Ministry Says Expat Group Behind Attacks

The Ministry of Interior is blaming a US-based group of Cambodian expatriates for seven attempted grenade attacks on the Vietnamese community and attempting to destroy a Sokimex gas tank in northern Phnom Penh, according to a report distributed Wednesday.

The internal Interior Ministry report was given to about 200 officials gathered at the ministry’s two-day annual congress.

“The purpose of the meeting is to examine what has been done in the past and what should be done in the future,” said Khieu Sopheak, ministry spokesman.

Officials also said that although the incidence of crime went down from 1998 to 1999, violent crime has gone up. The report cited US-based Cambodian Free­dom Fighters, the Free Khmer and the Free Vietnam movement as groups that want to cause trouble for the government.

They blamed the Freedom Fighters for attempted grenade attacks on ethnic Vietnamese that have occurred since the group surfaced some two years ago, said Khieu Sopheak, who added that sometimes the grenades did not explode.

“They said that?” one Western human rights worker asked incredulously. “How can they make such general comments like that without any proof?”

Freedom Fighters is a military organization that wants to create instability in Cambodia, the report said. Members of the group are believed to have had links to resistance troops fighting against the Phnom Penh government throughout the 1980s. In December, the group of expatriates living in California pledged to overthrow the government.

The report also said that recently the Free Khmer movement—also known as the Khmer Serey—has been responsible for kidnappings and robberies in Ratanakkiri, Mon­dolkiri, Kratie and Stung Treng provinces. The group was form­ed by a former military general in the 1970-75 Lon Nol regime, the report said.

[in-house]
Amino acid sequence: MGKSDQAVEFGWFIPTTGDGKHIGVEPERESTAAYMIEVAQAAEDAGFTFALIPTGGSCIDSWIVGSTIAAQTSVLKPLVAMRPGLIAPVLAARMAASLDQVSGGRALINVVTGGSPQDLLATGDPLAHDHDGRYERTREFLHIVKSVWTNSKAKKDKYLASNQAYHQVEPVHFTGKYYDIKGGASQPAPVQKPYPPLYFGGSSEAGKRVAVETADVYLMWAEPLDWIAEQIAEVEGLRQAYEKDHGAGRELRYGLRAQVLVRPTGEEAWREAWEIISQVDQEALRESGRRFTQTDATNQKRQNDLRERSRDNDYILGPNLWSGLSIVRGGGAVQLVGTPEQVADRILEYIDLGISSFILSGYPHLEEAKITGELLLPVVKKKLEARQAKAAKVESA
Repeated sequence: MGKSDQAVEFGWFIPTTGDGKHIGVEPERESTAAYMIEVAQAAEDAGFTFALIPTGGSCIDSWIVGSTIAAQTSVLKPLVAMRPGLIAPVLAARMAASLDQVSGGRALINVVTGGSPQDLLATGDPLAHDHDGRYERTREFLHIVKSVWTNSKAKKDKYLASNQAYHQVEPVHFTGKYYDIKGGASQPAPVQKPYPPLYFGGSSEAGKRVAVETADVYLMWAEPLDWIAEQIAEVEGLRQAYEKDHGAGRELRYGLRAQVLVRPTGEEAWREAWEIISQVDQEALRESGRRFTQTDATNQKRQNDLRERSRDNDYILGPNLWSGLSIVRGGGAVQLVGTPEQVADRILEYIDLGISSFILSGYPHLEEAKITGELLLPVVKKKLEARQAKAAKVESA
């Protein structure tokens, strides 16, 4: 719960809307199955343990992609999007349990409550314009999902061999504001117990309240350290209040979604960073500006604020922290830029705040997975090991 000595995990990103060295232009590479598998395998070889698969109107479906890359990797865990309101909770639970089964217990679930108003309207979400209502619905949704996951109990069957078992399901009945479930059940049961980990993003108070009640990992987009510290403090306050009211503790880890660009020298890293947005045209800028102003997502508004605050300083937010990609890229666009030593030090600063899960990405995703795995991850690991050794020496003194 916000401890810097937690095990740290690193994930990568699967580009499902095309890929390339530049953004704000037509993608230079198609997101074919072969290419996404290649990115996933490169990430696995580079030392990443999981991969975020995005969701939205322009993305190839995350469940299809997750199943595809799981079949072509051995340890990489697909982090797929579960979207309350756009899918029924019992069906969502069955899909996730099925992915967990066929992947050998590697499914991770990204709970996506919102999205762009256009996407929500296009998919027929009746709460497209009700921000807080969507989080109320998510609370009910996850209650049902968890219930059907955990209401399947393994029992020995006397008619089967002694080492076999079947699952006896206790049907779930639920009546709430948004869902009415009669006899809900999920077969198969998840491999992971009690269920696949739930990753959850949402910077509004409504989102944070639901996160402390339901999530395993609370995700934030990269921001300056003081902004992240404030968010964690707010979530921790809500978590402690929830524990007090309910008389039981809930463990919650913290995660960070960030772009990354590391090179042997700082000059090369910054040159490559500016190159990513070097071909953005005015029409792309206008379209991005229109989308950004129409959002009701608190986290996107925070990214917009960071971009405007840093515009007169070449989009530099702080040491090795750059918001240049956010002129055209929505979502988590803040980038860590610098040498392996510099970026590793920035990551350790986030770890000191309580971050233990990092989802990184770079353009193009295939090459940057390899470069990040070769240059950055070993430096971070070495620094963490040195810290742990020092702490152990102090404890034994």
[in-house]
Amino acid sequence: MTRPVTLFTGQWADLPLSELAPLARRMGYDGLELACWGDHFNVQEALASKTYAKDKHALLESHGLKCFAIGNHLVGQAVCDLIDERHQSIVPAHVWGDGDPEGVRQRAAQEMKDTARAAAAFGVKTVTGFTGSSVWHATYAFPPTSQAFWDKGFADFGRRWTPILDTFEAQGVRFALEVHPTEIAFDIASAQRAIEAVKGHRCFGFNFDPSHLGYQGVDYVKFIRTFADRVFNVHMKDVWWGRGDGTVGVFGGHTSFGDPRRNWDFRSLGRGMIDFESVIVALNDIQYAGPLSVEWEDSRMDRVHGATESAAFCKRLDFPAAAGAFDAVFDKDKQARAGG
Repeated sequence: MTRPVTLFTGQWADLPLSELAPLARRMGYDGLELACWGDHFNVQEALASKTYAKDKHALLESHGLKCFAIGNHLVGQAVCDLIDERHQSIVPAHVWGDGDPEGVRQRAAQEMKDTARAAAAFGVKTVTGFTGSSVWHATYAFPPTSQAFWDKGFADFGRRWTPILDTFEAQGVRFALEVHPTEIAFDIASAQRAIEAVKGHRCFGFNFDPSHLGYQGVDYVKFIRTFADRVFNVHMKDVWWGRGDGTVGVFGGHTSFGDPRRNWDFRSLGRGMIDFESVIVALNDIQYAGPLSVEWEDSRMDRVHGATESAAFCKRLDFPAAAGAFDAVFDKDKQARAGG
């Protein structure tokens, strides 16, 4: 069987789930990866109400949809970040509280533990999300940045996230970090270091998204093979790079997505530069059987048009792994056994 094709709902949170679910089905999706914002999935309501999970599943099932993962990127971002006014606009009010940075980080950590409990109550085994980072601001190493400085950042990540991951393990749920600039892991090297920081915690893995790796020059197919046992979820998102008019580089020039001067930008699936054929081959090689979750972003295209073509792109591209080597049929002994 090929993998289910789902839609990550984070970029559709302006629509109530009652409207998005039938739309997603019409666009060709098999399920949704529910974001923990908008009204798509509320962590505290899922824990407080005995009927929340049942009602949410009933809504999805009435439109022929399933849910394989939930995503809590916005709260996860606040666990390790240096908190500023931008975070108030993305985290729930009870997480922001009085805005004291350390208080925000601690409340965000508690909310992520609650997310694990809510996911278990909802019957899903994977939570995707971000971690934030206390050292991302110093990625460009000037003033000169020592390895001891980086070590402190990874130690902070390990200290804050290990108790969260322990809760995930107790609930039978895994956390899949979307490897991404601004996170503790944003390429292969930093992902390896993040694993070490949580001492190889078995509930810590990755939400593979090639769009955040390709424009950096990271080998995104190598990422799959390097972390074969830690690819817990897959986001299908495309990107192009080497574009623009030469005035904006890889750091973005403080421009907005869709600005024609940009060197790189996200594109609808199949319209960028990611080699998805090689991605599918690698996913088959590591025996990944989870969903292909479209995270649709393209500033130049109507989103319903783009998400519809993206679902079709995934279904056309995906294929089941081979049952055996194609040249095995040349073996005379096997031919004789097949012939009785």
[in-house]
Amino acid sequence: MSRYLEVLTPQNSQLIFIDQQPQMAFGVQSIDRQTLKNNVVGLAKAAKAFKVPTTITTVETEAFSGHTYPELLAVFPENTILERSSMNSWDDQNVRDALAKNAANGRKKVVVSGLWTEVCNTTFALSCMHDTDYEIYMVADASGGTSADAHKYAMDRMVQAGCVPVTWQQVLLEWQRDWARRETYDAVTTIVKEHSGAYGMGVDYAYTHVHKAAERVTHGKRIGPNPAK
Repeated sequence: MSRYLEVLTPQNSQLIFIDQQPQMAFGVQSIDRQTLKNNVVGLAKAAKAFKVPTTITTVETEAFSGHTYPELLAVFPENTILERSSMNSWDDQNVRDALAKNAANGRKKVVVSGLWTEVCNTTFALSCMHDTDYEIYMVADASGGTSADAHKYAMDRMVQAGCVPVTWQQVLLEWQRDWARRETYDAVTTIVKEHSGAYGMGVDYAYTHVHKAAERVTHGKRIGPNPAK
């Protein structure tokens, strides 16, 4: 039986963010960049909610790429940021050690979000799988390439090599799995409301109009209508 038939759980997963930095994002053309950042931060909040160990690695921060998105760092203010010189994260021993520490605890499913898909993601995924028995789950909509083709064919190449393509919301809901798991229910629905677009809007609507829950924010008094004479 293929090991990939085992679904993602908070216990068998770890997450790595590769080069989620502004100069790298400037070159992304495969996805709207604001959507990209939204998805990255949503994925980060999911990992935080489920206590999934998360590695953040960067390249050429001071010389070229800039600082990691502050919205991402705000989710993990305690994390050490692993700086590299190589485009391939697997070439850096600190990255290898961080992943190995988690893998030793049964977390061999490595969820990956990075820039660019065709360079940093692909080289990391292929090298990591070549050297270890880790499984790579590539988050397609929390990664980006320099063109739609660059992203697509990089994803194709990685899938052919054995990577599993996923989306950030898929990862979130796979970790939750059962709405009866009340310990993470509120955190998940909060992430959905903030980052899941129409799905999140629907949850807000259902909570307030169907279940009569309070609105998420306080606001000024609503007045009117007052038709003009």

Free Vietnam, an anti-Hanoi group, continues to operate in Cam­­­bodia despite efforts by both the Cambodian and Viet­namese governments to crack down on it, the report said. Re­cruits are being educated at sites along the Cam­bodian-Thai border, then sent back to other parts of Cam­bodia or Viet­nam to distribute leaf­lets or carry ex­plosives.

“This movement’s purpose is to create trouble,” the report said.

The report also touched upon the crime rate, with the number of cases falling from 7,077 in 1998 to 6,029 in 1999. The 1999 crimes in­clude 896 murders and 1,524 motorbike thefts.

“Although crime is down, offenses of a barbaric character are still occurring,” said Uy Sim, deputy director of the ministry’s cabinet. “The types of offenses caused by social problems are remarkably increasing.”

The breakdown of 1998 crime figures were not contained in the report. Of crimes occurring in 1999, foreigners were the perpetrators in 27 of those cases, the report said. Thirty-seven criminals from foreign countries are also suspected of living in Cam­bodia, but only six of them have been discovered so far.

Other information included in the report was that 221 illegal immigrants from 23 nationalities entered Cambodia in 1999. How­ever, that number appears to be inaccurate considering the more than 600 illegal Chinese immigrants arrested last year in the vicinity of the capital alone.

The meeting continues today, with a scheduled speech by Prime Minister Hun Sen in the afternoon.




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